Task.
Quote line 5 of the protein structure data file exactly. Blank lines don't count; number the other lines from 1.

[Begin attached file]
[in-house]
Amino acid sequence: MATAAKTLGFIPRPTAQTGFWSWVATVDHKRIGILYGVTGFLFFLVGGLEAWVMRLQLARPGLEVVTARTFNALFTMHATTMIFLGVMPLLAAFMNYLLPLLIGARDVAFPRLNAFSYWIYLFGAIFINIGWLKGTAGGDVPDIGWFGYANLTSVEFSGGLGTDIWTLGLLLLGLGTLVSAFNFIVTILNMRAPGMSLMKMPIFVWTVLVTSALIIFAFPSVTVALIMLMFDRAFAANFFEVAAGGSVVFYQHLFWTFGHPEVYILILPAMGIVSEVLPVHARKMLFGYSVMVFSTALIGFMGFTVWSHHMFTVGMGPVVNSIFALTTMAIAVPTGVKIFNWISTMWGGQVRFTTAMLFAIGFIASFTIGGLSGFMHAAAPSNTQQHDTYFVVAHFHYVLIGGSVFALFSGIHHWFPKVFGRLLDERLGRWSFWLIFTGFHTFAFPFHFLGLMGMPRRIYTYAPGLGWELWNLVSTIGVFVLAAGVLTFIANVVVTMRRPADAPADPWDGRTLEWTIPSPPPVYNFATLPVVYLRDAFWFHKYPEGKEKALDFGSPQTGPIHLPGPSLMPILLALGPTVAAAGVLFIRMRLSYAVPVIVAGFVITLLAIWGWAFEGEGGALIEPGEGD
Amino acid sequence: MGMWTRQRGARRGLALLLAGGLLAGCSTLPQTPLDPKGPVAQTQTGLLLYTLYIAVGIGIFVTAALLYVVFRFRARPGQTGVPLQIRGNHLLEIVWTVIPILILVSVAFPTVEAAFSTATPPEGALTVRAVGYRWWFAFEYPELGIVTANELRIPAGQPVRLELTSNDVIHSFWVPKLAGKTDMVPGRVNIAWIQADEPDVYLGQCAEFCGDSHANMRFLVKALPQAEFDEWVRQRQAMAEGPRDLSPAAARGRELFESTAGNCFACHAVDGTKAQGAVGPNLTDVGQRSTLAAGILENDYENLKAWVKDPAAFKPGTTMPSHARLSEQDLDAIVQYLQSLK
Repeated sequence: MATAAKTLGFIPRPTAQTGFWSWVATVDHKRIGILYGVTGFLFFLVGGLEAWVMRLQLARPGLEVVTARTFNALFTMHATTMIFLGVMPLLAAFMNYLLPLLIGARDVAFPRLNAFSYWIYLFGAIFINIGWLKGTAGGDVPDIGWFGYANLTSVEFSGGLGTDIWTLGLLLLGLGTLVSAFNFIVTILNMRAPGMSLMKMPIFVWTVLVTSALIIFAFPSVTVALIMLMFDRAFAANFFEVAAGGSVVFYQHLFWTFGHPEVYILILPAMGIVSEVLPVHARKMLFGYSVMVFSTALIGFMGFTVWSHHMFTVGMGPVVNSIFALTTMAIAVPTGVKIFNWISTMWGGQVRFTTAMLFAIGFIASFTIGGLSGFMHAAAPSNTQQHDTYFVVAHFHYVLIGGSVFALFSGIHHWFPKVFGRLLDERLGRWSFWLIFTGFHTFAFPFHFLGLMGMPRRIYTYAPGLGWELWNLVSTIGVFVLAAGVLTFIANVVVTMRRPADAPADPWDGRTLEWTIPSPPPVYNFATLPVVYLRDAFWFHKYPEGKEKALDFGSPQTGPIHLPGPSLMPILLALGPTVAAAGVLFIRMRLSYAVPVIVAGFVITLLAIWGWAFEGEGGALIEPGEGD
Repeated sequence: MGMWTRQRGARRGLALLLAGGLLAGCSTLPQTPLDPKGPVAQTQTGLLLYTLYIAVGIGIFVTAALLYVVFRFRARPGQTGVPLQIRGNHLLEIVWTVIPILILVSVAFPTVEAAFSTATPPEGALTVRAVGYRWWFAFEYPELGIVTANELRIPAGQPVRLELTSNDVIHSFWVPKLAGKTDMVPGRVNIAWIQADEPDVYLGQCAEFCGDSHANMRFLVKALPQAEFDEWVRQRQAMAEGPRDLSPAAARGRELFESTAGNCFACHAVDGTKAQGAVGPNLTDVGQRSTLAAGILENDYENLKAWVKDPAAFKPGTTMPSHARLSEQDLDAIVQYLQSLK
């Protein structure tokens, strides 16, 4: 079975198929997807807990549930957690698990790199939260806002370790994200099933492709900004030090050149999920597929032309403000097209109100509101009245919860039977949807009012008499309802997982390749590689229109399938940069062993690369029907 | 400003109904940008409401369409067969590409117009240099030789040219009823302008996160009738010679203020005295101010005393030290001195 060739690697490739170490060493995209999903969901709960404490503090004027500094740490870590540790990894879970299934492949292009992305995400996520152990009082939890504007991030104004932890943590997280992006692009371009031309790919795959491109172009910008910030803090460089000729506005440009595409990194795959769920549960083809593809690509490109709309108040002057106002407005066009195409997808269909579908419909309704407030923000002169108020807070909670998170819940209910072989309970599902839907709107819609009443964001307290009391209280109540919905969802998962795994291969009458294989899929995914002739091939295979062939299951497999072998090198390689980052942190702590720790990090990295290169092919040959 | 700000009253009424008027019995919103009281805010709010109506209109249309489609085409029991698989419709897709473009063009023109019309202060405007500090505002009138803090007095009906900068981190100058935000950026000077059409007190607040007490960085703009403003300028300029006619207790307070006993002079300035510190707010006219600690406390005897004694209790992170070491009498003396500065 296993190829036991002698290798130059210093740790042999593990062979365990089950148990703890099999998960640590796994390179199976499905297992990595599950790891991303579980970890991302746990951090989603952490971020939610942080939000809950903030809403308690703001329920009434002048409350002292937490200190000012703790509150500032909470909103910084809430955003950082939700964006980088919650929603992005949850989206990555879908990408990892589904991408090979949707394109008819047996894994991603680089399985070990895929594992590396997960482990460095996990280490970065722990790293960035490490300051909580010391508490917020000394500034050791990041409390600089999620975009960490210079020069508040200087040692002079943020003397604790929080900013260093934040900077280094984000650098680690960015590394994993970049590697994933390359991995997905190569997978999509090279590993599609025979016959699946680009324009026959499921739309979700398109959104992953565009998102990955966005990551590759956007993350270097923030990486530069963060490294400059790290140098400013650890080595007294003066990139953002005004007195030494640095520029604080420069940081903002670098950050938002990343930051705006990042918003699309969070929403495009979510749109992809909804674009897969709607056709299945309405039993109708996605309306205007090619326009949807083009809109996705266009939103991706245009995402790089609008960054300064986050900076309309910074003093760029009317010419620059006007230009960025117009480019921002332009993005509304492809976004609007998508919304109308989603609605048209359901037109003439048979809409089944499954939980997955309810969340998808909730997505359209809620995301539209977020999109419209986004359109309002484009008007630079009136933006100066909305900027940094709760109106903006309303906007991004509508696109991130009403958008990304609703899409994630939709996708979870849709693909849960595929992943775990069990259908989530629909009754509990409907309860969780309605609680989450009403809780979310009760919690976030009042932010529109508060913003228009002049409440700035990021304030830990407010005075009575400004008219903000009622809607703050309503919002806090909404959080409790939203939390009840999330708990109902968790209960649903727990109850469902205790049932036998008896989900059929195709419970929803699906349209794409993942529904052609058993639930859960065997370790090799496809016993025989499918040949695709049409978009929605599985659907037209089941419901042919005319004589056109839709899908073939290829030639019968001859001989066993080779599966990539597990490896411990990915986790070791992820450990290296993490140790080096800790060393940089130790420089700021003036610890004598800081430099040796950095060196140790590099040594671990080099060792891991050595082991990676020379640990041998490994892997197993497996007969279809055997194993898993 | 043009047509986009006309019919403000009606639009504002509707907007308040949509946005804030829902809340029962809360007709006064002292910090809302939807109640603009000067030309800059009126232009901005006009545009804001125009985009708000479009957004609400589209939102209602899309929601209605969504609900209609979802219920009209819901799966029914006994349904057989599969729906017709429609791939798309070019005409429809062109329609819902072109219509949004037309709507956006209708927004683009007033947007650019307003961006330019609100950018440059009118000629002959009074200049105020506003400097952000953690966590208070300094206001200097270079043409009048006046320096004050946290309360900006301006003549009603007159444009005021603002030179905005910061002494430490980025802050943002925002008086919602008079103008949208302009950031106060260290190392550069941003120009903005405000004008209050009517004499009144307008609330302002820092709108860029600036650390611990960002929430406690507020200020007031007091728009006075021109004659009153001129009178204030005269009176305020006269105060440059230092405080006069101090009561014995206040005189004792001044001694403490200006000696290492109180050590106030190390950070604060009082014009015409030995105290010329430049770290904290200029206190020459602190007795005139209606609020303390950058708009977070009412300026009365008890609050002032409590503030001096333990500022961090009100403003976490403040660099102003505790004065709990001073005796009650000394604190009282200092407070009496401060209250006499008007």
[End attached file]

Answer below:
Repeated sequence: MGMWTRQRGARRGLALLLAGGLLAGCSTLPQTPLDPKGPVAQTQTGLLLYTLYIAVGIGIFVTAALLYVVFRFRARPGQTGVPLQIRGNHLLEIVWTVIPILILVSVAFPTVEAAFSTATPPEGALTVRAVGYRWWFAFEYPELGIVTANELRIPAGQPVRLELTSNDVIHSFWVPKLAGKTDMVPGRVNIAWIQADEPDVYLGQCAEFCGDSHANMRFLVKALPQAEFDEWVRQRQAMAEGPRDLSPAAARGRELFESTAGNCFACHAVDGTKAQGAVGPNLTDVGQRSTLAAGILENDYENLKAWVKDPAAFKPGTTMPSHARLSEQDLDAIVQYLQSLK